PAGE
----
The Swerve: Philosophical Dynamite

The Swerve

How the Renaissance Began

As I think I have mentioned in a previous post, I have had The Swerve: How the Renaissance Began (Stephen Greenblatt) on my bed side table for a few months. I bought it just after Christmas with a book token from my daughter but it has lain neglected until our summer trip. If I tell you that I was reading this at 1am while sitting at Holyhead Port awaiting an overnight ferry (it’s a long story), then perhaps that might indicate just how well Stephen Greenblatt teases out the strands of his story into an enthralling read.

Greenblatt sets out to tell the story of the re-discovery in 1417 of a copy of an ancient poem origin by the Roman poet Titus Lucretius Carus (c 99 BCE – c 55 BCE), a follower of Epicurus (341 BCE – 270 BCE). By the 1400s, all of Lucretius’ writings seemed to have been lost, except for quotations in the work of Ovid and Cicero.

Luctretius’ work De Rerum Natura (On the Nature of Things) was re-discovered by a Papal Scribe with humanist leanings called Poggio Bracciolini (1380 – 1459). As Greenblatt makes clear, Bracciolini was more interested in the poetic quality of the work than the Epicurean inspired philosophical ideas contained within the  text. The content of Lucretius’ work would have been somewhat in conflict with his role as the Pope’s amanuensis.

De Rerum Natura

De Rerum Natura

Greenblatt goes on to trace the effects of De Rerum Natura over the centuries that followed. Provocative ideas had been quietly mouldering away, contained within a manuscript in a monastery scriptorium, copied by some long ago hand. But what were the ideas, the ones that were destined to inspire writers and thinkers for generations?  The one that really surprised me was Lucretius’ theory that everything was made of atoms. I had no idea that a theory along those lines existed so many centuries ago. One of the most shocking ideas that Lucretius put forward must have been the assertion that the world and all that it held wasn’t made by any divine being. Everything that happened in the universe had a natural explanation and wasn’t the result of gods throwing their weight about. And furthermore, that there is no life after death, no heavenly rewards.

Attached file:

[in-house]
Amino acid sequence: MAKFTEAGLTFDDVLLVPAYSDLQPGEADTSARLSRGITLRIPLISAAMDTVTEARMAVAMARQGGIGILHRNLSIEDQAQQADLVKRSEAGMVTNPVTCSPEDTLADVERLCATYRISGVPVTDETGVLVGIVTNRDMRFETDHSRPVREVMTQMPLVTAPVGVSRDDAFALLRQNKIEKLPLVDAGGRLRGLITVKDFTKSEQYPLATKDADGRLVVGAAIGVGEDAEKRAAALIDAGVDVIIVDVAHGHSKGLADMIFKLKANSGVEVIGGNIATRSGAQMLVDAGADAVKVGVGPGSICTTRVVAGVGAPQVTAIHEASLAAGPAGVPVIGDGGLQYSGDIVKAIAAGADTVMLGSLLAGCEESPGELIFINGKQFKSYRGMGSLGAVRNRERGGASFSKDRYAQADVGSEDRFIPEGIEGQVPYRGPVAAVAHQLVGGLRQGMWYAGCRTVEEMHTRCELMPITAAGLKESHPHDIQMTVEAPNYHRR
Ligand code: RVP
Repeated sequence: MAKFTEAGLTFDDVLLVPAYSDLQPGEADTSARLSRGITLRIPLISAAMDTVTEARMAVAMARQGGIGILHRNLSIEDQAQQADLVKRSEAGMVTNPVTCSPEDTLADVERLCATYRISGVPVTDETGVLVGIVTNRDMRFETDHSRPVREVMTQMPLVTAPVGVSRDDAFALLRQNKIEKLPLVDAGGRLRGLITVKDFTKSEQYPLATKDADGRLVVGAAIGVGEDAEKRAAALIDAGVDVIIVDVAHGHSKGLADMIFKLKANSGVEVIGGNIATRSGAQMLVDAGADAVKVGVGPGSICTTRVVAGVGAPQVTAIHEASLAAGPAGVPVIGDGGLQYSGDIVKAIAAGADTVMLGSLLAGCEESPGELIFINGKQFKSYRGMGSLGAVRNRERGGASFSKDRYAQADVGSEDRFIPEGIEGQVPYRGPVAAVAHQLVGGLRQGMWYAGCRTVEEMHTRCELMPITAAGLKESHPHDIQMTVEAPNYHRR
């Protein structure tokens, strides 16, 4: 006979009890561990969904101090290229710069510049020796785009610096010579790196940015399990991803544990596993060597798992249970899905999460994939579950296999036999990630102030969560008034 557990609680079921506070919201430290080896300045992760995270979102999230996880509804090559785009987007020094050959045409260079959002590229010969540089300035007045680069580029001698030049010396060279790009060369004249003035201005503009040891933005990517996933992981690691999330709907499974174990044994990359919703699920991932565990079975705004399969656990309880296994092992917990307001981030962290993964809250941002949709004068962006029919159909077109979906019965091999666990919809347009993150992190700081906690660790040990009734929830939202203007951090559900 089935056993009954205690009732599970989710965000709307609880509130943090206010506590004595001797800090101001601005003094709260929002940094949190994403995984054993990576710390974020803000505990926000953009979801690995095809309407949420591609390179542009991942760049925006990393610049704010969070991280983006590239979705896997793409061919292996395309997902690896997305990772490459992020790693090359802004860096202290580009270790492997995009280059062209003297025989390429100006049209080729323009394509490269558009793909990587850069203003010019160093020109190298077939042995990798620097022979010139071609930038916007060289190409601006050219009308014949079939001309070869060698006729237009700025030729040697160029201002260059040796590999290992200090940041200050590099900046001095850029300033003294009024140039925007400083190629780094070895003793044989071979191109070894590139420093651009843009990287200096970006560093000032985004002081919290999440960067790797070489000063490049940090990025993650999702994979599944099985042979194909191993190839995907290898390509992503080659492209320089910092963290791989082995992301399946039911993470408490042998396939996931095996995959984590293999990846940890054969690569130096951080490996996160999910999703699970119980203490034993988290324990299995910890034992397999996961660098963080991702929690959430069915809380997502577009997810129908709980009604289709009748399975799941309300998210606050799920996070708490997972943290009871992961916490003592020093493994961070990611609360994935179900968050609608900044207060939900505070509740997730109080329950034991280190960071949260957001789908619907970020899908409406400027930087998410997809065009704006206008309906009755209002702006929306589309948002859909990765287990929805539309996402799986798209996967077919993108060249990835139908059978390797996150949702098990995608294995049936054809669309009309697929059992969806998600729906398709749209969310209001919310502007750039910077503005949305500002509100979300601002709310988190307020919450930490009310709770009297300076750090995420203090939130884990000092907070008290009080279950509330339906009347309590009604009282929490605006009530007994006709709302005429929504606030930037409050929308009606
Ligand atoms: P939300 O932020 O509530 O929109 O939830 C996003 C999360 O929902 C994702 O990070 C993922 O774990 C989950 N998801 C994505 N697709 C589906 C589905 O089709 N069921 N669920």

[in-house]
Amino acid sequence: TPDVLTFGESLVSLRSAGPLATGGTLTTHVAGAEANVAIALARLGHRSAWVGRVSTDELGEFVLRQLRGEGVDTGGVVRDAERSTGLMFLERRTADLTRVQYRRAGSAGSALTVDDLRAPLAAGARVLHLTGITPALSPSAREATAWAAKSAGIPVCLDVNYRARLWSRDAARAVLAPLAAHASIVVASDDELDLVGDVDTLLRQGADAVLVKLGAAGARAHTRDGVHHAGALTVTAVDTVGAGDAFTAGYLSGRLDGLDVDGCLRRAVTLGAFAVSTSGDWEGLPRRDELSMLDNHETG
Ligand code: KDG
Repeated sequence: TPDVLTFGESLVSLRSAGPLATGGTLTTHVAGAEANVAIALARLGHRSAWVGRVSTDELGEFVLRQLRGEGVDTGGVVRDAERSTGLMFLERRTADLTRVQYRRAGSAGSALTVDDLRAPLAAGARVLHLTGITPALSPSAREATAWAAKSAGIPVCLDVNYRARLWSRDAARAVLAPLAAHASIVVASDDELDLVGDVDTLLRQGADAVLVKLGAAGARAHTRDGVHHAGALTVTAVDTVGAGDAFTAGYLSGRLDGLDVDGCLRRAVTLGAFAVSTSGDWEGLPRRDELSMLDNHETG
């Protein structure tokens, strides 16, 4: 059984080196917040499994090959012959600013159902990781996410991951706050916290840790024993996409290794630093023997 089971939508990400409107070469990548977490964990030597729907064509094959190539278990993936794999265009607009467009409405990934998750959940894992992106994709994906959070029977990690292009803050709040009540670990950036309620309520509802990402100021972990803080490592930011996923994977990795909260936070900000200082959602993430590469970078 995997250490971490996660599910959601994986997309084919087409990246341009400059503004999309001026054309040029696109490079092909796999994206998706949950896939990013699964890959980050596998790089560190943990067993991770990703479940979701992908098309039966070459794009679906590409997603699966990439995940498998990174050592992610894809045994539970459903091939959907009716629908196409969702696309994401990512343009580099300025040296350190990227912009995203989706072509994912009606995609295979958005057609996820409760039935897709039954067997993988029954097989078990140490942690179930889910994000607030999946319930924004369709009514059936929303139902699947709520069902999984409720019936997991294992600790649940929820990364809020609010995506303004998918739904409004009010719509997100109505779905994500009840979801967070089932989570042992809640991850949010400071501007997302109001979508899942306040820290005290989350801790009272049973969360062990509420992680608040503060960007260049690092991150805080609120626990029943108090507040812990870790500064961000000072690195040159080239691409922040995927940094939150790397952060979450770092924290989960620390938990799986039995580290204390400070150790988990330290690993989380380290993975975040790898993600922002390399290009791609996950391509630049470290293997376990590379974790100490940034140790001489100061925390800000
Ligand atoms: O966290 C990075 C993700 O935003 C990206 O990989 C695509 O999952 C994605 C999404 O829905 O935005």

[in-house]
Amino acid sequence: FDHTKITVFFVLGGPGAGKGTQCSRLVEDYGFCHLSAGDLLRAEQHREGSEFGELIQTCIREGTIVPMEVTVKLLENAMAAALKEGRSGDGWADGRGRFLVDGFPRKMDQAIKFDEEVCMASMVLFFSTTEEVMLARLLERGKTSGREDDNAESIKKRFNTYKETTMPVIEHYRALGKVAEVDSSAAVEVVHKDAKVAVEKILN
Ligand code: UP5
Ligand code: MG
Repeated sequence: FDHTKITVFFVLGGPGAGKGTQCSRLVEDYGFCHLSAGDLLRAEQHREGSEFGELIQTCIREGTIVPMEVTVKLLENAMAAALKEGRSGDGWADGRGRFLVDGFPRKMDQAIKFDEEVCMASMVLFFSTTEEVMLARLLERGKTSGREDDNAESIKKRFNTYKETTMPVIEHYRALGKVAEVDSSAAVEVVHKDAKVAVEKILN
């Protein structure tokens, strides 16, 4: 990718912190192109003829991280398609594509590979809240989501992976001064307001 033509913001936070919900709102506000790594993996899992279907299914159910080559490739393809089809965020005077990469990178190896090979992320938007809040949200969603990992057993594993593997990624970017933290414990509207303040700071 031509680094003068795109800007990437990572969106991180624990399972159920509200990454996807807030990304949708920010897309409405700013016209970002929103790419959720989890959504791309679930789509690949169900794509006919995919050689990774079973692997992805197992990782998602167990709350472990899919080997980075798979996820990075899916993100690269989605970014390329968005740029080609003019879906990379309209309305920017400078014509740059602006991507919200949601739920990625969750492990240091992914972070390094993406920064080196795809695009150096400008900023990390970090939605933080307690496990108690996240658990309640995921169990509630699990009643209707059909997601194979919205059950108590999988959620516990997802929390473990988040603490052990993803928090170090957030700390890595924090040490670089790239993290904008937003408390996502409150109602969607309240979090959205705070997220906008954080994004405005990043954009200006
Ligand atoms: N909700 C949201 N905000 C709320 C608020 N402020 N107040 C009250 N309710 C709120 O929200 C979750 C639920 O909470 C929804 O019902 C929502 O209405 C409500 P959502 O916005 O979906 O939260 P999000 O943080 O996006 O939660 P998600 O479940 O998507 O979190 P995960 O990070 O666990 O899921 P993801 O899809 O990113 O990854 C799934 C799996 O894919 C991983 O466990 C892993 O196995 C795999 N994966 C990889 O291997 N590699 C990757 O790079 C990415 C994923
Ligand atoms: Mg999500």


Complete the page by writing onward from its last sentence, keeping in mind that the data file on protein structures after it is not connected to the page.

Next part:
The spread of Lucretius’ ideas down the years from reader to reader and from country to country makes for fascinating reading. Also fascinating to read about was the desperate reaction of the Catholic hierarchy as they sought to contain all traces of new (or rather old) ideas and philosophy from the Pagan past. Greenblatt traces Lucretius influence running through the works of Machiavelli, Montaigne, Ben Jonson and Shakespeare. Apparently Thomas Jefferson owned several copies of De Naturum Rerum and Moliere wrote a verse translation.

I’ve only skimmed the surface here to give you an idea, but even if you don’t have a bent for history this is a fascinating read, touching as it does on so many aspects of life and philosophy. Well worth a read!

Let me know if you have any thoughts…

Credits: addtional illustration courtesy of Wikipedia, with thanks.


2 comments on “The Swerve: Philosophical Dynamite

  1. bfootgrrl says:

    Glad you found time to read this and that it lived up to the hype—including mine!


    • Chris Mills says:

      Yes, I’m glad I did. Actually I’m reading a book on Shari’a Law at the moment and I found similarities to ‘The Swerve’, in the suspicion from the Muslim religious leaders of the Pagan philosphers just as the Catholic Hierarchy a few centuries later. Anyway, inspired by Greenblatt, I was thinking of having a go at Montaigne as I’ve never got around to him. Thanks for reading!


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